Irish security company has South Sudan in its sights
Published 07/10/2012 | 05:00
After tackling Uganda's reputation for police brutality, Glenevin is looking for new work in Africa, says Tom Lyons
Glenevin, a security and reputation consultancy set up by three former army rangers, is pitching to advise the first president of South Sudan on how to handle the local and international media.
The company led by Joe Ryan has just completed a €5m one-year contract advising the Ugandan government on how to reduce its reputation for police brutality and counteract unwarranted negative comment in the international press.
Mr Ryan told the Sunday Independent that Glenevin now employed 40 people in Africa after less than three years of working there for both African countries and advising international companies, such as Tullow Oil and Diageo, on reducing risk, cost and product loss.
Mr Ryan went to Africa in 2010 after he stepped down as executive chairman of Freightwatch International, a logistics company, having sold his shares as part of a $10m private equity investment in the firm from backers, including the Kroll family.
Mr Ryan, along with his business partners Leo Harris and Jonathan Pim, said Glenevin's job was acting as anti-piracy consultants in the Seychelles, before going to Nigeria to advise international companies on anti-corruption.
"We learned a lot in Nigeria," Mr Ryan said, "It was very difficult. You come to a realisation that not every problem wants a solution. It was very messy in terms of corruption."
The company had better luck picking up commercial contracts in Kenya before it gradually built up its contracts in Uganda, where it had a contract advising Tullow Oil on its massive oil find there.
Mr Ryan got to know the family of President Yoweri Museveni, Uganda's president since 1986, and he managed to convince him to tackle the poor reputation the country's police had abroad.
"When we started out, 84 per cent of negative media comment on Uganda mentioned the police," Ryan said, "We neutralised that by the end of our contract."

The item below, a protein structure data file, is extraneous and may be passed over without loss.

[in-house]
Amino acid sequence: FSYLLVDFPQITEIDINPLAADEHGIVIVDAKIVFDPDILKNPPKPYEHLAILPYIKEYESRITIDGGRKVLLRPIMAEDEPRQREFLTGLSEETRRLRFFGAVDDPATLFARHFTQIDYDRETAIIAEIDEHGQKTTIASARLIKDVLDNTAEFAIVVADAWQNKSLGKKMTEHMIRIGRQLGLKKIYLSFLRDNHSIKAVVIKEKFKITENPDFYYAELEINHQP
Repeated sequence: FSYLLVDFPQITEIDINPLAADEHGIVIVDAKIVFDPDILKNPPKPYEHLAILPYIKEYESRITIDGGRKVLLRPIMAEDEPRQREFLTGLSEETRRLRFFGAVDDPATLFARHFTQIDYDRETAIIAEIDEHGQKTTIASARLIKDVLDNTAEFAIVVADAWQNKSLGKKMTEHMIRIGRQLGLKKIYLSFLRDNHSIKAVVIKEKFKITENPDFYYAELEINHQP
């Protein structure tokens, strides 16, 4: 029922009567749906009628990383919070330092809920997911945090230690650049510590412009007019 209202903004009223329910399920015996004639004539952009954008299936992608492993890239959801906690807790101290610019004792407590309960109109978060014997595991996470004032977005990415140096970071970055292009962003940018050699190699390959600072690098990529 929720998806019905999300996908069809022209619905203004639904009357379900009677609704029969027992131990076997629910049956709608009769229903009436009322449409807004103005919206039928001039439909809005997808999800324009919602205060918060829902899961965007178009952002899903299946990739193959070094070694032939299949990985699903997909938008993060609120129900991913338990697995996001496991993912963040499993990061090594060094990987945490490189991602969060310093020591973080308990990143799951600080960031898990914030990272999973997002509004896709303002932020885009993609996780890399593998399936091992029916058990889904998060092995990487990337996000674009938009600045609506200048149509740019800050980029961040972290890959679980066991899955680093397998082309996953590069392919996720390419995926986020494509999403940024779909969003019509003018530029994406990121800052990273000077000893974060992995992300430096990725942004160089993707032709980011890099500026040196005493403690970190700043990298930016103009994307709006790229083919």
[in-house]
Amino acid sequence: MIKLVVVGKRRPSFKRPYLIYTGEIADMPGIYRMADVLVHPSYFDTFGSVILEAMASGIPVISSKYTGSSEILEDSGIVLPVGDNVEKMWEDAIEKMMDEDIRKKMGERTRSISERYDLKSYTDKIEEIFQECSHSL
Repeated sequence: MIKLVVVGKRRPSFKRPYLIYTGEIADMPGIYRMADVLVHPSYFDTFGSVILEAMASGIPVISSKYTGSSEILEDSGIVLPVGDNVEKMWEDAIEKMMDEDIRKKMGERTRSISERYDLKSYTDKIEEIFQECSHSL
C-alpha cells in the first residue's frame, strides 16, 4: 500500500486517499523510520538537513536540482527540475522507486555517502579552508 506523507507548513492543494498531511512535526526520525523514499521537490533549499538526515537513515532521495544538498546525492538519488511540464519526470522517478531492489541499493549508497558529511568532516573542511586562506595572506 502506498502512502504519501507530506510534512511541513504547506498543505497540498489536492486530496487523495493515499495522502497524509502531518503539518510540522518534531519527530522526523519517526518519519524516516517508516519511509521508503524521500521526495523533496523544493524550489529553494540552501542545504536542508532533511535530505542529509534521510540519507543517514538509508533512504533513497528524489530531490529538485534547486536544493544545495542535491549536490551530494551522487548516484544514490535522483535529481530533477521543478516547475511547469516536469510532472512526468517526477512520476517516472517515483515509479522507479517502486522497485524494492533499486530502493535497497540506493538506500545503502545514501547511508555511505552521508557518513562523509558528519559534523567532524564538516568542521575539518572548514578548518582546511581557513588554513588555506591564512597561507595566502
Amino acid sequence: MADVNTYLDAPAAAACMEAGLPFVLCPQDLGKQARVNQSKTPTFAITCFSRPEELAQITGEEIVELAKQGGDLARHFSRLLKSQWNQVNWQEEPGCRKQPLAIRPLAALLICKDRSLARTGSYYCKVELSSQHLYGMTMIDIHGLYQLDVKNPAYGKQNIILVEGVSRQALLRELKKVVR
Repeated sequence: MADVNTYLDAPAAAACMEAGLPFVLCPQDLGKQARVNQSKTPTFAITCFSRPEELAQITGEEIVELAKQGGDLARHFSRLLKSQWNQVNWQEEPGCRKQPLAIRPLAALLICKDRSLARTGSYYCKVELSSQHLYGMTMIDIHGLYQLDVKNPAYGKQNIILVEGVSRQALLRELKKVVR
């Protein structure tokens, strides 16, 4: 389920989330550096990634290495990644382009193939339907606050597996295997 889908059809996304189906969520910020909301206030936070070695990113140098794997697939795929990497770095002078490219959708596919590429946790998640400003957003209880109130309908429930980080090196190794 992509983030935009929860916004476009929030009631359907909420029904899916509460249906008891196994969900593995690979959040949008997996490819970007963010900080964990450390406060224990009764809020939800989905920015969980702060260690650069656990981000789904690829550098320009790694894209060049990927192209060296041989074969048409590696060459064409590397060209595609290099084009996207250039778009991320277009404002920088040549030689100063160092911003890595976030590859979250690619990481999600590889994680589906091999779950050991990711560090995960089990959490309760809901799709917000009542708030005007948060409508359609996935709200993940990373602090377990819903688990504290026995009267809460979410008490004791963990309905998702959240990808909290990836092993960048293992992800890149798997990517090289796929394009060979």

Ryan said he hired about 20 Irish people to train 151 Ugandan police offers in public order management. This helped Uganda's police force to treat people involved in rallies less violently. A media response unit to counter-attack "sensationalised" coverage was also established.
Glenevin's other big challenge, Mr Ryan said, was to counteract the Kony 2012 viral media campaign which linked Uganda to the Lord's Resistance Army leader.
The Irish consultancy advised the Ugandan government on how to get across its message that Kony hadn't been in Uganda for years and that its army was trying to track him down.
In South Sudan, Mr Ryan said Glenevin was trying to win the contract to advise its new president Salva Kiir Mayardit, a general during its long-running war with Northern Sudan.
"There are big issues over oil and territory," Mr Ryan said, "He needs to have national unity by winning the support of the general populace before he can deal properly with those issues. That's where we hope to come in."
Mr Ryan stressed that Glenevin did not act as a "spin-doctor," to military dictators.
"We don't defend everything. When criticism is justified we advise on how to address it but when comment is wrong or biased we help them to rebut it."
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